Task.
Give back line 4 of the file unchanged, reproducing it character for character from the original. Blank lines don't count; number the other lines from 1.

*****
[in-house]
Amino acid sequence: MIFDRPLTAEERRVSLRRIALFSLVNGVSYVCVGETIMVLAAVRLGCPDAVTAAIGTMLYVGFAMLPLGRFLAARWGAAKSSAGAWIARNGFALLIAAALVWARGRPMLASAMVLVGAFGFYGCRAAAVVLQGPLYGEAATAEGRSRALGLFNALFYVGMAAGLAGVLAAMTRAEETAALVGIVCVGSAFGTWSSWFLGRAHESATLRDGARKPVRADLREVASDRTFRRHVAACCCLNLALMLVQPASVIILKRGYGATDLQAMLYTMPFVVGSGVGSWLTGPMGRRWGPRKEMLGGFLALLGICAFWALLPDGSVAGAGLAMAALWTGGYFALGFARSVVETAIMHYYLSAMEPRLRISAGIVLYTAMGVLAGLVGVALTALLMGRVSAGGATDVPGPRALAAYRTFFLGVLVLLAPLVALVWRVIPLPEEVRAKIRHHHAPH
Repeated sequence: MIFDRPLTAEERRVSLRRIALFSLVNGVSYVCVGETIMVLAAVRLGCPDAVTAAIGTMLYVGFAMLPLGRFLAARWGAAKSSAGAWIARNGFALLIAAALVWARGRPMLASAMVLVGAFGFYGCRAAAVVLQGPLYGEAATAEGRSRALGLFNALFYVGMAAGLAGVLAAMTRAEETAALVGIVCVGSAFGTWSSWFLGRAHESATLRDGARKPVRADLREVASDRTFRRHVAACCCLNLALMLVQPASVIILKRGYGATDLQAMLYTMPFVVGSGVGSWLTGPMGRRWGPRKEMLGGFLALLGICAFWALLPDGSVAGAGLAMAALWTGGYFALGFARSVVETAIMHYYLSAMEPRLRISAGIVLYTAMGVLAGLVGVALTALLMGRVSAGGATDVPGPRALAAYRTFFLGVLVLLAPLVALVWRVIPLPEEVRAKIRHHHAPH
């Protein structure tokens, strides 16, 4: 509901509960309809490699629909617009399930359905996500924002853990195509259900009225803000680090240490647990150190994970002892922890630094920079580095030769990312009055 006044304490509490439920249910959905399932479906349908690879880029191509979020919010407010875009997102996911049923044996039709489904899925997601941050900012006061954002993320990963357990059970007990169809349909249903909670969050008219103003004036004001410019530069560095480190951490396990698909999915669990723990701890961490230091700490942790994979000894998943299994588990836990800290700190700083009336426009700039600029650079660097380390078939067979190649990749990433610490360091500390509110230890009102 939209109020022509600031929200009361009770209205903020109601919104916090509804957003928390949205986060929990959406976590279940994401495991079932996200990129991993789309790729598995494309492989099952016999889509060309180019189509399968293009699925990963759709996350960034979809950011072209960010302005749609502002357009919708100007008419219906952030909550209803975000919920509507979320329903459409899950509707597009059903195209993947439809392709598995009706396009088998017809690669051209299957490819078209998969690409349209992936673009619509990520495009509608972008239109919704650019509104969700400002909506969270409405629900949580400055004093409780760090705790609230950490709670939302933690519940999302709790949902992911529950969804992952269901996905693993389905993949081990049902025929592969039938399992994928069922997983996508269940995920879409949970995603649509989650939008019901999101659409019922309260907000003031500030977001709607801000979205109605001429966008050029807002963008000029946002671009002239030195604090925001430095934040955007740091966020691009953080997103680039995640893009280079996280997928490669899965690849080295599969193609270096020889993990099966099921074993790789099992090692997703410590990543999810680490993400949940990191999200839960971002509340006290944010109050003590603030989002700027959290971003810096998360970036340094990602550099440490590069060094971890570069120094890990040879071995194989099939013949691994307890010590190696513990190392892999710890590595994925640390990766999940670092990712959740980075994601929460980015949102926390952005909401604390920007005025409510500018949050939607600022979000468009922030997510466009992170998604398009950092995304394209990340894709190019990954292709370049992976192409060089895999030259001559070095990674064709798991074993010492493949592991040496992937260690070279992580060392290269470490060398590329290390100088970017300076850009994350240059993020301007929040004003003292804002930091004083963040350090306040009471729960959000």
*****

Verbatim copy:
């Protein structure tokens, strides 16, 4: 509901509960309809490699629909617009399930359905996500924002853990195509259900009225803000680090240490647990150190994970002892922890630094920079580095030769990312009055 006044304490509490439920249910959905399932479906349908690879880029191509979020919010407010875009997102996911049923044996039709489904899925997601941050900012006061954002993320990963357990059970007990169809349909249903909670969050008219103003004036004001410019530069560095480190951490396990698909999915669990723990701890961490230091700490942790994979000894998943299994588990836990800290700190700083009336426009700039600029650079660097380390078939067979190649990749990433610490360091500390509110230890009102 939209109020022509600031929200009361009770209205903020109601919104916090509804957003928390949205986060929990959406976590279940994401495991079932996200990129991993789309790729598995494309492989099952016999889509060309180019189509399968293009699925990963759709996350960034979809950011072209960010302005749609502002357009919708100007008419219906952030909550209803975000919920509507979320329903459409899950509707597009059903195209993947439809392709598995009706396009088998017809690669051209299957490819078209998969690409349209992936673009619509990520495009509608972008239109919704650019509104969700400002909506969270409405629900949580400055004093409780760090705790609230950490709670939302933690519940999302709790949902992911529950969804992952269901996905693993389905993949081990049902025929592969039938399992994928069922997983996508269940995920879409949970995603649509989650939008019901999101659409019922309260907000003031500030977001709607801000979205109605001429966008050029807002963008000029946002671009002239030195604090925001430095934040955007740091966020691009953080997103680039995640893009280079996280997928490669899965690849080295599969193609270096020889993990099966099921074993790789099992090692997703410590990543999810680490993400949940990191999200839960971002509340006290944010109050003590603030989002700027959290971003810096998360970036340094990602550099440490590069060094971890570069120094890990040879071995194989099939013949691994307890010590190696513990190392892999710890590595994925640390990766999940670092990712959740980075994601929460980015949102926390952005909401604390920007005025409510500018949050939607600022979000468009922030997510466009992170998604398009950092995304394209990340894709190019990954292709370049992976192409060089895999030259001559070095990674064709798991074993010492493949592991040496992937260690070279992580060392290269470490060398590329290390100088970017300076850009994350240059993020301007929040004003003292804002930091004083963040350090306040009471729960959000």